When the full details emerged, the RDA’s disappeared. No charges levelled, no one brought to any form of justice; assumed they were simply dispersed into the wider “mafia family”. And that brings up RBS, Royal bank of Scotland, (which had been bought by the UK civil service during the 2008 crisis), and mentioned by another herein, who systematically did everything they could to destroy every business they came into direct contact with. Again, never brought to justice.

    Today, they have created a series of money funding, sic! mechanisms designed to load SME’s with debt, which anyone with some nous will see, clearly, is designed to allow that mafia to pick off the plums when the debts have to be repaid.

    No one with any common sense in the small business community today has any confidence in the actions or offers of the UK civil service; which is very obviously steeped in rampant corruption.

    Again, it is equally clear that the elected parliament will not act against that corruption; our elected representatives do every thing they can to continue the illusion of the quality of the civil service; assumable because they fear the consequences of trying to take on such corruption.

    Until someone with courage shuts down the UK civil service, entirely, and sets out to completely re-build it from the ground up, excluding everyone presently holding high level station, perhaps the top ten layers; while bringing in a new ethos and many young untainted leaders; nothing will change.

    • Olivier says:

      There is something very wrong with anglo countries nowadays: UK, USA, Australia (not sure about NZ and Canada). They look more and more like gangster states.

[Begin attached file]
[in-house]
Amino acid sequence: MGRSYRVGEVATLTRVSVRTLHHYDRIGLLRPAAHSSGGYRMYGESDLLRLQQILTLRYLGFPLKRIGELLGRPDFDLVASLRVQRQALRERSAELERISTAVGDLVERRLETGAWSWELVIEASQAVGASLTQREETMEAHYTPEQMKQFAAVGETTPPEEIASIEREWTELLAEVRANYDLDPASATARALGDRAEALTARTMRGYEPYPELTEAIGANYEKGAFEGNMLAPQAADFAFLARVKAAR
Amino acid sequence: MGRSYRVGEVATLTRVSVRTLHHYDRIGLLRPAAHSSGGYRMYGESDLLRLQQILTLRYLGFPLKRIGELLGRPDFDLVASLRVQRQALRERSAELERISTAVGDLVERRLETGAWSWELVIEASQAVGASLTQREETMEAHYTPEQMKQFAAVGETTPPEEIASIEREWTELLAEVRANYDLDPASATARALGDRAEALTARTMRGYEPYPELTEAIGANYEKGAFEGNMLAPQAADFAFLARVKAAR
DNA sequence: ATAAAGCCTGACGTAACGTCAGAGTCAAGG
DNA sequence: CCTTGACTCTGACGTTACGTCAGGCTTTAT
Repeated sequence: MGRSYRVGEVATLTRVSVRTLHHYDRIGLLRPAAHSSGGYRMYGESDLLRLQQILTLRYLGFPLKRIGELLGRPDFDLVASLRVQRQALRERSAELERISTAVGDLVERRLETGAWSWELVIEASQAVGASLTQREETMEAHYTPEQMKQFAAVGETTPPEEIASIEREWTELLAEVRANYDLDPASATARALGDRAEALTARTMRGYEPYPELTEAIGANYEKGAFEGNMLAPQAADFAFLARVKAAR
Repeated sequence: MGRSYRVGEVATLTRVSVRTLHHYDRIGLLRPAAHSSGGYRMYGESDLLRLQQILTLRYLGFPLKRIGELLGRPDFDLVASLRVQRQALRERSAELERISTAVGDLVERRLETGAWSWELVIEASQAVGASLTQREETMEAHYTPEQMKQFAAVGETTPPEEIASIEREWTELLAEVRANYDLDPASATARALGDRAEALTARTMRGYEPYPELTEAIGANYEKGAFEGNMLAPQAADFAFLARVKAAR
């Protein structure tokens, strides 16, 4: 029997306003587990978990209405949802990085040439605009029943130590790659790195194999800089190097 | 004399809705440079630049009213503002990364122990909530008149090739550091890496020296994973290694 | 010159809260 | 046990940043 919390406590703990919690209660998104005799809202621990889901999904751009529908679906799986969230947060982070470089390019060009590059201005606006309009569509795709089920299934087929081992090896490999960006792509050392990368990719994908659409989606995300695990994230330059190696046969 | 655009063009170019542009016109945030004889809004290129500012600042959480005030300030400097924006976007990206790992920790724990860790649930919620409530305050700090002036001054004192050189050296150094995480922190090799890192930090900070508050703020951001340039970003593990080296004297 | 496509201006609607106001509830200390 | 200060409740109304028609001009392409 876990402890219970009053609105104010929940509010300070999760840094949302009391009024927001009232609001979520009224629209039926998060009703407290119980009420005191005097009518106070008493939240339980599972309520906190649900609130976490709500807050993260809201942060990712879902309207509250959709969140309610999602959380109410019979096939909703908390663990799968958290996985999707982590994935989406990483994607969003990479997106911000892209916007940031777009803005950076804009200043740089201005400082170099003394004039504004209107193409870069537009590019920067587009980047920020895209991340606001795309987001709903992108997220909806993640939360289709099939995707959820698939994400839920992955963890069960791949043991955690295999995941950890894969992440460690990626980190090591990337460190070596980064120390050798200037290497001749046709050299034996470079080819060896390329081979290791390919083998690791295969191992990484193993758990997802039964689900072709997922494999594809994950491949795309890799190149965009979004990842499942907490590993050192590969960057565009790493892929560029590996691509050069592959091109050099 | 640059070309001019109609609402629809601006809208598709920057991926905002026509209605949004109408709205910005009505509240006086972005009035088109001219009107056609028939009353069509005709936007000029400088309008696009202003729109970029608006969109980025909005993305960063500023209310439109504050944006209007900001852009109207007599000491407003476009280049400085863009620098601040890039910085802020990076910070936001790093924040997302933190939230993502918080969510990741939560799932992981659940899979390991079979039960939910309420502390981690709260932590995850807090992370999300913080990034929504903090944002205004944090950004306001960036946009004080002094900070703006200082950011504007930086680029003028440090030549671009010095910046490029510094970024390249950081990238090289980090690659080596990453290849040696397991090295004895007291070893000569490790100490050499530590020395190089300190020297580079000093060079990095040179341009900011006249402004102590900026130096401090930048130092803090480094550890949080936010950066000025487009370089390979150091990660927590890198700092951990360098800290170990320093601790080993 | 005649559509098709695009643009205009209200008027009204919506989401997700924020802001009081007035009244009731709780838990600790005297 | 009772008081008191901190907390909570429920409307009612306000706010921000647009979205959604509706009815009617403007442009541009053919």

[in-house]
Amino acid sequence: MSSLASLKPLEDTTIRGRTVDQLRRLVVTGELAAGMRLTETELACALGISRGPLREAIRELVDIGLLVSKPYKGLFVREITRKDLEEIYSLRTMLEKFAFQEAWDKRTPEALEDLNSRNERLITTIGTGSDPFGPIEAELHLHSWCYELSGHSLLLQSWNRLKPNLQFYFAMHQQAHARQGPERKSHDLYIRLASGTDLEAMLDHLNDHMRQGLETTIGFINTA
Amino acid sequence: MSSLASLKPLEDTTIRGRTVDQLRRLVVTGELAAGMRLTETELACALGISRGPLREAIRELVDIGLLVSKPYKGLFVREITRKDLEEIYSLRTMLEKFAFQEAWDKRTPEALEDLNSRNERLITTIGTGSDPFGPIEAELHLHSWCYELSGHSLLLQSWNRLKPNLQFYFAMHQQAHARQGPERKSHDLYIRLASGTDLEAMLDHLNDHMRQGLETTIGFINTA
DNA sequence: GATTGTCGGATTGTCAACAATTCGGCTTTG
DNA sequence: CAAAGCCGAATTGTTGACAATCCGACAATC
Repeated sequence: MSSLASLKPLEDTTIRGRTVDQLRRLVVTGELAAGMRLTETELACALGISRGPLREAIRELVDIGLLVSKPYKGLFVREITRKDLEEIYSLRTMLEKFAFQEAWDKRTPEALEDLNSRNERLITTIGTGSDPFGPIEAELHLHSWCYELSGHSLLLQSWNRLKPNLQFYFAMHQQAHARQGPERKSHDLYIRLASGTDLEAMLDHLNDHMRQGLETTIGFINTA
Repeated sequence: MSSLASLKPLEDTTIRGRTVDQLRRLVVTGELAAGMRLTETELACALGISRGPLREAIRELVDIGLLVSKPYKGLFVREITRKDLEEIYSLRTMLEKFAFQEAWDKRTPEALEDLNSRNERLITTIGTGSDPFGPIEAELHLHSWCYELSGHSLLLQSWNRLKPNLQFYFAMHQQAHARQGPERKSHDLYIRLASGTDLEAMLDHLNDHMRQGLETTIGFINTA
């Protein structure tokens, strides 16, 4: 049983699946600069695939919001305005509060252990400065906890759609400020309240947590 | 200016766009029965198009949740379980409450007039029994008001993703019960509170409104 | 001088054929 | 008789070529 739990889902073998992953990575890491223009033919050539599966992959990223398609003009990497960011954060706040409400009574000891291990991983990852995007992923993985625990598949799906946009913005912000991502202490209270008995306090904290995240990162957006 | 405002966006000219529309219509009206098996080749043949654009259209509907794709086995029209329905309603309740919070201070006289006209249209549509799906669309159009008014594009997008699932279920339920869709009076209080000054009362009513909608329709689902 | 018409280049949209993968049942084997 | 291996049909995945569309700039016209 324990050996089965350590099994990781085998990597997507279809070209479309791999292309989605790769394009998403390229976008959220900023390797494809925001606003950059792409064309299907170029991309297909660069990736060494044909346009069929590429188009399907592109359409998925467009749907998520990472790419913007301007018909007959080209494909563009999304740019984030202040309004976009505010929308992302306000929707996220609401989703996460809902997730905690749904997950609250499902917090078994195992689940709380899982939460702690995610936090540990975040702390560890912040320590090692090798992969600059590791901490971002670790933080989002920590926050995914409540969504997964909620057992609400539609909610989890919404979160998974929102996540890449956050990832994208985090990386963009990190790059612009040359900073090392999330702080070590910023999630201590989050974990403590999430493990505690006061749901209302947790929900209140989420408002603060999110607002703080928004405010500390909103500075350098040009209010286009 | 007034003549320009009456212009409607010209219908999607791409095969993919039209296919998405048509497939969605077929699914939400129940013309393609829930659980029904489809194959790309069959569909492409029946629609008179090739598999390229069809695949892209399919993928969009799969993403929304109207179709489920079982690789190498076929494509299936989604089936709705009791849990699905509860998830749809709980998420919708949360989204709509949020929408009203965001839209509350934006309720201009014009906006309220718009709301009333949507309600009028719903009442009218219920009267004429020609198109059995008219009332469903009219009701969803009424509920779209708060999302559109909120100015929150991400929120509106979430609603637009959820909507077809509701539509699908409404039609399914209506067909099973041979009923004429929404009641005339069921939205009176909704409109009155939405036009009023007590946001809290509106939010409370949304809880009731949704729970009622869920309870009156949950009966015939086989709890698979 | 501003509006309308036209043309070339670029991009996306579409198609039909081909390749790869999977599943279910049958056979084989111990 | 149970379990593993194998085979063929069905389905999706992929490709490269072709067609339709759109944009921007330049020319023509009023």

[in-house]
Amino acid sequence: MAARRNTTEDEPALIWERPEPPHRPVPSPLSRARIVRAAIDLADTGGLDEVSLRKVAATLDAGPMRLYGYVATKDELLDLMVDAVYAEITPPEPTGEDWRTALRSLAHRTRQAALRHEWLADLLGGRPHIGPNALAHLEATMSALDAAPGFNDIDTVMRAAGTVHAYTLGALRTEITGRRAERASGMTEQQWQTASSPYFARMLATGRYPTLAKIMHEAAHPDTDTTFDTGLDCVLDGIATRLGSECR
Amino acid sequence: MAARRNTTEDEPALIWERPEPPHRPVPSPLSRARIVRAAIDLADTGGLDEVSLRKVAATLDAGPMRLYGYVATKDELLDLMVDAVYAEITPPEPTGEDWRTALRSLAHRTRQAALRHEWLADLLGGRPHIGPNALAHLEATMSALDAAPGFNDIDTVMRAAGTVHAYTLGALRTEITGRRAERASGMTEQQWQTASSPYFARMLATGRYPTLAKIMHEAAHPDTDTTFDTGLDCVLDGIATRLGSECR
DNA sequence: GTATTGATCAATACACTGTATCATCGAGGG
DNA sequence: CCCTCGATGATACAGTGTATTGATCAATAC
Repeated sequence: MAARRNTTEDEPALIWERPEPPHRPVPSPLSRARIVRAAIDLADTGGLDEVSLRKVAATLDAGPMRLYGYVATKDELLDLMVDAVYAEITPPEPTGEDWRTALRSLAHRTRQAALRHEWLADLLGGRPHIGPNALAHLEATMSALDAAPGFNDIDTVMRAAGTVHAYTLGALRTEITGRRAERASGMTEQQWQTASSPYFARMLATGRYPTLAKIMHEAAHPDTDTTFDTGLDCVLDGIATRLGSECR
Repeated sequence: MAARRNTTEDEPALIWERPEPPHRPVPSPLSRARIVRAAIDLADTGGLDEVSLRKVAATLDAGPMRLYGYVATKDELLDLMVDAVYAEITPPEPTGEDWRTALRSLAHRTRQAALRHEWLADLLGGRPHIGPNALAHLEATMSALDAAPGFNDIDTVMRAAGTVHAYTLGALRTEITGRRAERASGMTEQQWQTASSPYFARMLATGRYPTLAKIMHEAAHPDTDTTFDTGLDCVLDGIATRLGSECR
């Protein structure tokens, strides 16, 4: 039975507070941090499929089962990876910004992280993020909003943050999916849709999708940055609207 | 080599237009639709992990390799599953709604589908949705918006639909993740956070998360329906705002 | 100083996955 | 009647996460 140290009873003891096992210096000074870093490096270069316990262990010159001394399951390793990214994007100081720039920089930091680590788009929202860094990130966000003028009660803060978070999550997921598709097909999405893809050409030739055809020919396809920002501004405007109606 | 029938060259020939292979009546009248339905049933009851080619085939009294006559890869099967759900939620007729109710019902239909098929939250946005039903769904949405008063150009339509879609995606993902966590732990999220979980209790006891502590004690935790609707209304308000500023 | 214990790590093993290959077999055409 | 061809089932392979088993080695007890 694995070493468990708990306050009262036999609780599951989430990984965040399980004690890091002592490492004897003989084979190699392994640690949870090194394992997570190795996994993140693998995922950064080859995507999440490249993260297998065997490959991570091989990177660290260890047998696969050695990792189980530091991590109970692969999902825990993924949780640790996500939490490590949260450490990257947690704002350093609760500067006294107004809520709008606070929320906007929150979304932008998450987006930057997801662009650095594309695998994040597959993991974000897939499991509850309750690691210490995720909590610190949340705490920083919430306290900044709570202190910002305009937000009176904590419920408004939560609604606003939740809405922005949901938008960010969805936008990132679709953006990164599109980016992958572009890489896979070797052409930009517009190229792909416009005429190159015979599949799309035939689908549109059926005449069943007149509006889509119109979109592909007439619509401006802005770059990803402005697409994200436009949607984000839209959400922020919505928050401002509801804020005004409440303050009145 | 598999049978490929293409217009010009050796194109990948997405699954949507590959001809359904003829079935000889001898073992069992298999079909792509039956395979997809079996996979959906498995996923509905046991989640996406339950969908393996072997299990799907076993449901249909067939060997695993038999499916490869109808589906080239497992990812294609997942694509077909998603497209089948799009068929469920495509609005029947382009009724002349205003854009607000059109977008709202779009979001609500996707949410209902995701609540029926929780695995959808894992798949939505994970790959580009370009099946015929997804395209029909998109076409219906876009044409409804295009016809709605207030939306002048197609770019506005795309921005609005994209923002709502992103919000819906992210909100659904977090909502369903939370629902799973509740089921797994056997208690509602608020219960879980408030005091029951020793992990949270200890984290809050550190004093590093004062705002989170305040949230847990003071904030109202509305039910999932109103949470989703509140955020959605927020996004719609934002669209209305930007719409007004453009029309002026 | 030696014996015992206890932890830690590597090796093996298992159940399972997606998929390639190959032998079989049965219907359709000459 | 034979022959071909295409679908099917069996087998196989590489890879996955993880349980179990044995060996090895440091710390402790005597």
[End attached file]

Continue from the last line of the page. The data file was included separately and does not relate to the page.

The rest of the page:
21. Gianni says:

    Hi, Nick. In Italy the situation is much worse

  22. sunpearl71 says:

    Thanks for this article Nick. Clearly highlights the challenges faced by UK SMEs.

    Can you please confirm the “just 4,000 of the 300,000 companies that have applied for the funds have actually received them” statistic you quote here?

    UK Finance’s press release today states that only 28,461 companies applied for the loan scheme.

    https://www.ukfinance.org.uk/press/press-releases/banking-and-finance-sector-provides-over-%C2%A31-1-billion-to-smes-through-covid-19-lending-scheme

    • Nick Corbishley says:

      Sunpearl71,

      Thanks for your comment. As to your question, I got the 300,000 figure from a number of sources, including an article from The Daily Mail about the Mervyn King interview, as well as two articles from The Guardian and The Telegraph, which both cited a poll of business owners conducted by the British Chamber of Commerce. Here’s a link to The Guardian piece.
      https://www.theguardian.com/world/2020/apr/12/applicants-uk-coronavirus-business-loan-cbils

      In a Sky News interview (linked below) with the UK business secretary Alok Sharma from four days ago, Sharma admits (or at least doesn’t deny) that just 1.4% of “300,000 applicants” for the loans had actually received funds. As I’ve now discovered, those so-called “applicants” were actually people who had made loan enquiries but not formal loan applications, so I’ve asked Wolf to change the wording of the sentence as well as update the total number of recipients and the amount disbursed. Thanks enormously for the correction.

      Here’s the link to the video: https://www.mirror.co.uk/news/politics/coronavirus-business-loans-shame-just-21854058

      None of which is to say that the response of both the UK government and the banks hasn’t been shambolic, at best. In the space of almost four weeks they have managed to disburse a paltry £1.1 billion in emergency loans to small businesses, just as those businesses are going through the worst economic slowdown since the 1930s.

      Also, the total number of loan applications (28,400) cited by UK Finance, a trade association for the UK banking and financial services sector, is suspiciously low given that in Switzerland, a country whose economy is roughly a quarter the size of the UK’s, 76,000 firms had had their loan requests approved as of a week ago. My guess is that many UK firms that need the loans are having so many obstacles put in their place that they’re not getting close to even beginning, let alone finishing, the formal loan application phase.

  23. Steve clayton says:

    Use the UK Asset Resolution Bank which was set up to sort the Northern Rock mortgage issue out to process and issue the Loans. The High Street Banks don’t deserve any new business.